MMA has provided a unique platform for white supremacists to promote their ideology and recruit new members. It allows far-right extremists to draw parallels between their training regimens and the appropriation of faux-medieval culture and history to suit their racist aims. Many such groups, including White Rex and RAM, view their MMA gyms as training grounds for upcoming race wars. They use Roman and Germanic mythology to romanticize their nationalist fervour, while brainwashing youth into “defending” their homeland against a common threat.
In 2018, hundreds of neo-nazis attended a far-right festival that took place over Hitler’s birthday. The two-day event featured far-right merchandise, heavy metal concerts, political speeches and an MMA tournament with competitors from some of of the most notorious white supremacist groups involved in the fight scene. The extremists even wore T-shirts with slogans such as “Keepers of the Race,” “White is my favorite color” and “Adolf was the best,” all while being guarded by a group called “Aryan Brotherhood.”
While the group planned to host another festival in 2019, a Dresden court ruled that they couldn’t have any alcohol, which allowed police officers to show up on each of the festival days to confiscate all of their beer. On Friday, the first day of the festival, officers seized an estimated 4,200 liters (1,110 gallons) of beer. On Saturday, they collected another 200 liters before the day’s events. The police tweeted photos of their alcohol seizures.
While the German courts managed to foil the far-right festival this year, there remains a growing concern about the rise of far right fight clubs that use both MMA and faux-medieval culturebased on a shared heritage to radicalize disenfranchised youth. Though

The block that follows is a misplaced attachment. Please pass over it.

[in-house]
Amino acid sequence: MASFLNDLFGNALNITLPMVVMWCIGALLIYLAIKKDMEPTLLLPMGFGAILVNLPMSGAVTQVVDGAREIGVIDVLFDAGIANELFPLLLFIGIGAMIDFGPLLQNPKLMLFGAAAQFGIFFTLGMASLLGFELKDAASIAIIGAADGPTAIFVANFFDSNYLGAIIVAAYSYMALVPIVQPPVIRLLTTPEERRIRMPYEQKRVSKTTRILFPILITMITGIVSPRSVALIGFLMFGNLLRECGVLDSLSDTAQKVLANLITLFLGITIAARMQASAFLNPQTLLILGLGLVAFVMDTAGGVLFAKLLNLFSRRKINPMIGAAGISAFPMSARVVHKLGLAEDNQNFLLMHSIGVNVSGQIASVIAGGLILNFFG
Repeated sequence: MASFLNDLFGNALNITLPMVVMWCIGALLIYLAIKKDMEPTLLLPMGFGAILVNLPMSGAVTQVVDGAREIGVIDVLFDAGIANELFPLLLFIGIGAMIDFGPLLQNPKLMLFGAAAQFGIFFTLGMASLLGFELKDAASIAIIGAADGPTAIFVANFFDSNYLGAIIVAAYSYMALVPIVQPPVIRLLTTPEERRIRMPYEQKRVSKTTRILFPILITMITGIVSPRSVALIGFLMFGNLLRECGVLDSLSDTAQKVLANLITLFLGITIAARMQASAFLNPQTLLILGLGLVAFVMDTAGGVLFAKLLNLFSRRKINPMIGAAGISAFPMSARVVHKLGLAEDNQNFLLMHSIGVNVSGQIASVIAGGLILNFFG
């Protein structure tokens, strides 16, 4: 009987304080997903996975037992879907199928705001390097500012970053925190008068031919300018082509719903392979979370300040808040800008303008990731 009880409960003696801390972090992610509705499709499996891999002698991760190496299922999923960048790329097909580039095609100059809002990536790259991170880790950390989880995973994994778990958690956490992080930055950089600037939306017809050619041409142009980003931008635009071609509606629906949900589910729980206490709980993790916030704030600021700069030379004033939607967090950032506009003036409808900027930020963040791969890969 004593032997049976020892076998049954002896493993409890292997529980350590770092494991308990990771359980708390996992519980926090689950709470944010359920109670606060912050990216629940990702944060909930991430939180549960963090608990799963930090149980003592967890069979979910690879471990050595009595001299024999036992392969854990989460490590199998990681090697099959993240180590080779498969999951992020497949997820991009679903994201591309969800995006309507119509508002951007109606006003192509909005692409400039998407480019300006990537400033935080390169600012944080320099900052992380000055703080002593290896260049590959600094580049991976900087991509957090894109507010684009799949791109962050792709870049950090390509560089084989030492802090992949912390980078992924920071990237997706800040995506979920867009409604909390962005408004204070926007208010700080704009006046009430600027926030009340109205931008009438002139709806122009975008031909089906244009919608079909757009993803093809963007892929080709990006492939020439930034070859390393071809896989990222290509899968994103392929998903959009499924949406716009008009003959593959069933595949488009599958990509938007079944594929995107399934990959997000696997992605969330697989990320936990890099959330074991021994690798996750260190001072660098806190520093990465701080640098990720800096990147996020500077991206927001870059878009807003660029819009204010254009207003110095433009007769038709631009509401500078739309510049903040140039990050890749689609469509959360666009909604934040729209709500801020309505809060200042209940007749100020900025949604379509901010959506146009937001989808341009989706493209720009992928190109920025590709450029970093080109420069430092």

North Pack has never actively participated in violent or radicalized interactions similar to those committed by White Rex and RAM, demise could lead to further radicalization of its members.
North Pack is also not the only organization that is courting the far right. Other groups such as Operation Werewolf — a group that promotes itself as “equal parts fight club, strength regimen, motorcycle club and esoteric order” — have also surfaced over the past few years. They claim that “anyone living by the tenets of Operation Werewolf, truly embracing the simple philosophy put forth in the Manifesto and elsewhere, is someone who is “not of this world,” or a voluntary outlaw from polite society and the current virtue signaling police state.” After facing censorship on mainstream social media, Operation Werewolf moved most of its interactions to Telegram, where they can speak without fear of public retaliation. However, their Instagram account still features “wolves” proudly showcasing their neo-nazi tattoos such as the Black Sun.
The existence of such fight clubs is pivotal to the recruitment of young men and women across Europe and the United States, and is also a key component of the international neo-nazi network that continues to flourish on an international stage. Groups such as White Rex, RAM, Kampf der Nibelungen, Generation Identity, and other less prominent entities sympathetic to the alt-right such as North Pack and Operation Werewolf each play a role in furthering a far right ideology fueled on faux-medieval culture, white supremacy, and mixed martial arts.